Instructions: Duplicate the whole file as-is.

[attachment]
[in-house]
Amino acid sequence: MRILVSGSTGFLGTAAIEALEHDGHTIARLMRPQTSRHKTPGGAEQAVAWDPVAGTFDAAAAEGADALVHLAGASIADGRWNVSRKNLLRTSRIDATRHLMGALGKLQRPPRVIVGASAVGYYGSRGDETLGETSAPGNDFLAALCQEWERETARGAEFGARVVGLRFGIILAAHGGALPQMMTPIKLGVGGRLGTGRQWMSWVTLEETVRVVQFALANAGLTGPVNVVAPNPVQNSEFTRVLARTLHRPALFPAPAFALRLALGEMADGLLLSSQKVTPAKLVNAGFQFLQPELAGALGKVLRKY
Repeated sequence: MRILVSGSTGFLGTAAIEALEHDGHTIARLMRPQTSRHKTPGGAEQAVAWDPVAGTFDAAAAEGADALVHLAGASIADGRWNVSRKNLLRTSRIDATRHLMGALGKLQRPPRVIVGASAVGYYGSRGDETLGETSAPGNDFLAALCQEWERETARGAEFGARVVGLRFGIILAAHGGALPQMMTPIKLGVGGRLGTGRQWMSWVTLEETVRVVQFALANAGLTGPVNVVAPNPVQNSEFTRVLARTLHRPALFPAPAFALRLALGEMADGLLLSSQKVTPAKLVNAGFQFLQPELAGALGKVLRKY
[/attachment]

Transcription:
[in-house]
Amino acid sequence: MRILVSGSTGFLGTAAIEALEHDGHTIARLMRPQTSRHKTPGGAEQAVAWDPVAGTFDAAAAEGADALVHLAGASIADGRWNVSRKNLLRTSRIDATRHLMGALGKLQRPPRVIVGASAVGYYGSRGDETLGETSAPGNDFLAALCQEWERETARGAEFGARVVGLRFGIILAAHGGALPQMMTPIKLGVGGRLGTGRQWMSWVTLEETVRVVQFALANAGLTGPVNVVAPNPVQNSEFTRVLARTLHRPALFPAPAFALRLALGEMADGLLLSSQKVTPAKLVNAGFQFLQPELAGALGKVLRKY
Repeated sequence: MRILVSGSTGFLGTAAIEALEHDGHTIARLMRPQTSRHKTPGGAEQAVAWDPVAGTFDAAAAEGADALVHLAGASIADGRWNVSRKNLLRTSRIDATRHLMGALGKLQRPPRVIVGASAVGYYGSRGDETLGETSAPGNDFLAALCQEWERETARGAEFGARVVGLRFGIILAAHGGALPQMMTPIKLGVGGRLGTGRQWMSWVTLEETVRVVQFALANAGLTGPVNVVAPNPVQNSEFTRVLARTLHRPALFPAPAFALRLALGEMADGLLLSSQKVTPAKLVNAGFQFLQPELAGALGKVLRKY